When people make comparisons to Nazi Germany, there tends to be a strong pushback, even if the comparison is accurate and limited to a specific aspect of Nazi Germany, such as their propaganda machine.   I don't think my reaction here is that kind of pushback.  I just think that McCarthy was a far more significant threat to many, many more people, plus the details of the McCarthy hearings have no counterparts in what happened in Juneau.  I don't see any part of McCarthyism that fits here:
  • the level of fear wasn't the same
  • the people affected weren't innocent members of the public
  • any danger to the Alaska legislators came from the electorate
  • no tribunal was set up to persecute innocent people 
  • people didn't lose jobs simply because their name was on a blacklist
  • there were no false accusations that were totally made up
  • those who were accused could have a fair hearing in a federal courtroom
I'm just saying that, unlike the McCarthy period, if legislators were worried about their reelection, they probably had good reason to be based on their own behavior, and the legislators were totally unlike the private citizens who lost their jobs because of McCarthy's baseless accusations.

Legislators are threatened all the time by private interests if they vote 'wrong' on an issue.  The targeting of candidates by people and groups like the Koch brothers, Karl Rove, or the NRA cause a lot more election angst than any of the Alaska legislators could even remotely have felt, yet no one compares that to McCarthyism.  And they shouldn't.  In fact, when Sen. Harry Reid called the Koch brothers 'un-American,' Mother Jones editor, Daniel Schulman, responded:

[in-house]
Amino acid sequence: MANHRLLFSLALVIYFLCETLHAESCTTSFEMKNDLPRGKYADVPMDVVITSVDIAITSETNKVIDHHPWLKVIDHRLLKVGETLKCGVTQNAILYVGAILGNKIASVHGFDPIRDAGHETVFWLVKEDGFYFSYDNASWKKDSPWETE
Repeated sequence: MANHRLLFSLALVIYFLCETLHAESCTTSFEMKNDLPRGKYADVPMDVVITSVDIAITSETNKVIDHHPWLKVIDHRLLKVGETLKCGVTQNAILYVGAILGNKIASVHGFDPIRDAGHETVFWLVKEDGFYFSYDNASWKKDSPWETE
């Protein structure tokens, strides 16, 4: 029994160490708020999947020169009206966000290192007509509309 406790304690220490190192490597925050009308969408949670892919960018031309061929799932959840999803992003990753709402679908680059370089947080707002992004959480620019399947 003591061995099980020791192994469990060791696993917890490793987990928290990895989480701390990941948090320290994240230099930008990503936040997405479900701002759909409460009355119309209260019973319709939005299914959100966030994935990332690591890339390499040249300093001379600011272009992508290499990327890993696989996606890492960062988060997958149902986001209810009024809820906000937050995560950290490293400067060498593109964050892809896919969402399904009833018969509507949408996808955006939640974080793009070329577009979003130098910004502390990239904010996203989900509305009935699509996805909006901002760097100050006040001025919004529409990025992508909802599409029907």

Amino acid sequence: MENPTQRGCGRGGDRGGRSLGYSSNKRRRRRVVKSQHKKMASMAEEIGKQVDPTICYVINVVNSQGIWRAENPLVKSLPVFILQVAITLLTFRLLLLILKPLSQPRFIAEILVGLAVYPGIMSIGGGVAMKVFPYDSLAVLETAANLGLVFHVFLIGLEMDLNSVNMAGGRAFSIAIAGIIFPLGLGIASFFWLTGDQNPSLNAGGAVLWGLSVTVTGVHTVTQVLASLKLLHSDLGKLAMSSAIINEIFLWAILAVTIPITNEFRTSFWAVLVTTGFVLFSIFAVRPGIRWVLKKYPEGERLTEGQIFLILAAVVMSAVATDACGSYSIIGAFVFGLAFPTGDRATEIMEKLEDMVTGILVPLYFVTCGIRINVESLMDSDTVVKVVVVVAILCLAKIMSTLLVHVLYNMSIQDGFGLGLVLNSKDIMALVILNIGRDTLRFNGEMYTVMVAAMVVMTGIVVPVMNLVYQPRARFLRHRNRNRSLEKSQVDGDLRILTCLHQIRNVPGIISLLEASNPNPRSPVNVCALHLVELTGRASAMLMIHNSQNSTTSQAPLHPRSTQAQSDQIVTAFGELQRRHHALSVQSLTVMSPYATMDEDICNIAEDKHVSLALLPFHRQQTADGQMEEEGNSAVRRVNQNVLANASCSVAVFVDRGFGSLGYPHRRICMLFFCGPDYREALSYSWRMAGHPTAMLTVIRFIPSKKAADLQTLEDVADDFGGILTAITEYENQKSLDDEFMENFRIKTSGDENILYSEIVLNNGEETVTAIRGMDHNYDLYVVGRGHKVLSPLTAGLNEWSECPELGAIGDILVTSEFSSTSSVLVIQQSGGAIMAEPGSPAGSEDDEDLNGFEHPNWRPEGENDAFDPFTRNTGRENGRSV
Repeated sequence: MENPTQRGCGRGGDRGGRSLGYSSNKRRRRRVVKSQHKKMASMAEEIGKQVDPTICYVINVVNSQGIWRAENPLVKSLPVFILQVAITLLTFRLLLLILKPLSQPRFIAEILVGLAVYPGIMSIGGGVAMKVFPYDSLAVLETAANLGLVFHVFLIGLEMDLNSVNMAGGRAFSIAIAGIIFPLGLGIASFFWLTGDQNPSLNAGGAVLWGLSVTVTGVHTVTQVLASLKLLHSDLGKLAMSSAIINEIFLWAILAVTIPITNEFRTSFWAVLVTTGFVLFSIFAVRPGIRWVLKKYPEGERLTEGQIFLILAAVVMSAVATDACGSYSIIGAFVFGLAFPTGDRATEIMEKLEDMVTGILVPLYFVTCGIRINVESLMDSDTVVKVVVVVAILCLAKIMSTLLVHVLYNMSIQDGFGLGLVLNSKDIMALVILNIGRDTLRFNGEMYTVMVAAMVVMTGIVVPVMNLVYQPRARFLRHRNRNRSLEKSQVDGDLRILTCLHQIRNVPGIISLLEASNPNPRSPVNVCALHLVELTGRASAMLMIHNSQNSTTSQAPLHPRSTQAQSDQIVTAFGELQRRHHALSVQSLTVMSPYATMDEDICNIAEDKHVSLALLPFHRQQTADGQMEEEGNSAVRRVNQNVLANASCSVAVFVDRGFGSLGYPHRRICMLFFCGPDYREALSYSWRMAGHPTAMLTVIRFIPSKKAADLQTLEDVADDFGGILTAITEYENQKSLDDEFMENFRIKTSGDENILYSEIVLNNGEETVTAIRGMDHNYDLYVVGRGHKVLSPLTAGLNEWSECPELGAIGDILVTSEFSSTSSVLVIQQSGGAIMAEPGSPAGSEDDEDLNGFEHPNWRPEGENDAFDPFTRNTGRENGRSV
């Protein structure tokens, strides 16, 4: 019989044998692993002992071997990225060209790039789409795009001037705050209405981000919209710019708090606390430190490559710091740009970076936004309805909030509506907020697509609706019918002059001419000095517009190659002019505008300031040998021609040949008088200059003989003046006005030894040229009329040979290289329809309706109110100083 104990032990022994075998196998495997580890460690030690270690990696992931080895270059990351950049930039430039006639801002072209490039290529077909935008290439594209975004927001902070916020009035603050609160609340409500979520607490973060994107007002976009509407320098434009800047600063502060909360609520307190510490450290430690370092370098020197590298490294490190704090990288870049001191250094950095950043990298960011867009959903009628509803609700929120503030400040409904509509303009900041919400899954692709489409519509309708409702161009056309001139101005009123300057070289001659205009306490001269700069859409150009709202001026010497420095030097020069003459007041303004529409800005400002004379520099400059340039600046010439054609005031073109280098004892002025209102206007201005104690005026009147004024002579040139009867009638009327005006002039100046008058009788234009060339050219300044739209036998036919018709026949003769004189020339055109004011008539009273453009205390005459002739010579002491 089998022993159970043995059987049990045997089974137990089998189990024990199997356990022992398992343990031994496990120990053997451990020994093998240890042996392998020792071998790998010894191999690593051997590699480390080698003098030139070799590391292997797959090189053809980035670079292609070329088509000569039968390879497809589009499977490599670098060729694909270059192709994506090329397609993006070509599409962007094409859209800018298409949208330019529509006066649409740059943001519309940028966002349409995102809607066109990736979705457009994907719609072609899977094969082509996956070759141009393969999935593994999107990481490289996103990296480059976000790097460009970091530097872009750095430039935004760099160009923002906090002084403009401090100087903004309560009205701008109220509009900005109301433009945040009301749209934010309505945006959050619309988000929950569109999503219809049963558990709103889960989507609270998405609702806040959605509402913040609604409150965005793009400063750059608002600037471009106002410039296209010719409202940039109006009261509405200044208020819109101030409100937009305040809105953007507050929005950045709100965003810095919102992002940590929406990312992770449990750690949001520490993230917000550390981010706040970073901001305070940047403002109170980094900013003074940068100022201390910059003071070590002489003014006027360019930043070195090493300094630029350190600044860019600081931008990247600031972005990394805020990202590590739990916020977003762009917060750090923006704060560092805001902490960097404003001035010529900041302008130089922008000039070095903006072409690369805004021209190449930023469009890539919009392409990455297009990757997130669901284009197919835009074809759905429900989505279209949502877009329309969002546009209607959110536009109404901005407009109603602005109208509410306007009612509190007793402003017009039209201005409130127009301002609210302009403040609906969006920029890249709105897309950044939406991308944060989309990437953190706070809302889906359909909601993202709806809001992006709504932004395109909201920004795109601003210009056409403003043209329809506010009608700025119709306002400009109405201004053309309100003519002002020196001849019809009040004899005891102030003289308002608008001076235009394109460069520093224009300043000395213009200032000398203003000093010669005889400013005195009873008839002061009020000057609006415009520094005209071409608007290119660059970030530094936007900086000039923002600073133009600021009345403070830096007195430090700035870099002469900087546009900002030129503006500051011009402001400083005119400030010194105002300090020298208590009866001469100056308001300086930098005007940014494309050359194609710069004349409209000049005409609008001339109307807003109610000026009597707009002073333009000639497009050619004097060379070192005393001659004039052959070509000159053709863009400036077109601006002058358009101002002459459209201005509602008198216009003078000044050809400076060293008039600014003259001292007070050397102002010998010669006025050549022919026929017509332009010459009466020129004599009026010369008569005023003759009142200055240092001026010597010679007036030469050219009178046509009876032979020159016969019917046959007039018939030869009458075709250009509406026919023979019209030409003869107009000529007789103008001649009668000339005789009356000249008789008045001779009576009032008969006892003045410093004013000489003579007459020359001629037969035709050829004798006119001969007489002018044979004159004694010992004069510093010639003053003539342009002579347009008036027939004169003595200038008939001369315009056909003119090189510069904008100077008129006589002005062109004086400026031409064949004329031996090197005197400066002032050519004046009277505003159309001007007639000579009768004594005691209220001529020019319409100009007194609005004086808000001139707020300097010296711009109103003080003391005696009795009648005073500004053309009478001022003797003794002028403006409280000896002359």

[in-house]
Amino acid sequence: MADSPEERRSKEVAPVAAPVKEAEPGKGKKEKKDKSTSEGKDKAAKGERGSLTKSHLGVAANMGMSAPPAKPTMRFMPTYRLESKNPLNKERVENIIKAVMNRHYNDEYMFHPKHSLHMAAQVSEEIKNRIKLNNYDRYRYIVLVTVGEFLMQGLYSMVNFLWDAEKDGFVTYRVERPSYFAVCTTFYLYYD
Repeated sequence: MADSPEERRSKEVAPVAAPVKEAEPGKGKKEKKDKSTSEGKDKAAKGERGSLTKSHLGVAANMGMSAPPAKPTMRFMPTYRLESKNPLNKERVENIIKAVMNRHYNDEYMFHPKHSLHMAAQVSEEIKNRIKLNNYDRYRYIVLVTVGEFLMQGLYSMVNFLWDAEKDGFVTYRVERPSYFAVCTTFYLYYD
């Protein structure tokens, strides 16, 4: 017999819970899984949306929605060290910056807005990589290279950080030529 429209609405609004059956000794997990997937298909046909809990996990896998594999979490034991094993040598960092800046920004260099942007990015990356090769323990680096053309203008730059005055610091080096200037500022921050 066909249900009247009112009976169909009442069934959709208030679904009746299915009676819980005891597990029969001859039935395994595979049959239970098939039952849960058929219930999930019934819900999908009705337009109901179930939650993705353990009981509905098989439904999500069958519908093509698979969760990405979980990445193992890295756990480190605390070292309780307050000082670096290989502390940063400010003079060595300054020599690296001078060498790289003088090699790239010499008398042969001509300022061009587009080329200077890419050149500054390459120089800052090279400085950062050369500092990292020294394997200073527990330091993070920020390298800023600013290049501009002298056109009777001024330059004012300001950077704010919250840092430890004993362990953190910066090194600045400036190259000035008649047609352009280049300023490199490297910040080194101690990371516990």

You know, I think it’s a very dicey strategy by Reid. He has actually come out and called the Koch Brothers un-American. Now, that’s kind of an absurd thing to say. And it’s almost McCarthyite rhetoric.
But he very specifically linked Reid's use of the word 'un-American' here - the key word that McCarthy used and the name of his Senate committee.

Marks also writes:
ACES passed by the same three-to-one margin that PPT did a year earlier, with the legislature 80 percent the same people. The difference between PPT and ACES can be characterized as displaced VECO frenzy and vengeance.
I'm not saying here that legislators who were afraid of crossing oil company executives when they voted for PPT, a year later were not afraid of crossing voters.  I am saying that any fear of voters' wrath that caused them to vote for ACES was no more McCarthylike than was their fear of the loss of oil company support the year before.  But people take the power of the oil companies as the normal state of affairs here.
FBI surveillance was exhaustive. At the end of the day four legislators were found guilty of felonies related to the VECO scandal: 56 out of 60 were not. Most likely those four did not affect the outcome in 2006; they were not the most influential lawmakers. There was no evidence of taxpayer (oil company) culpability.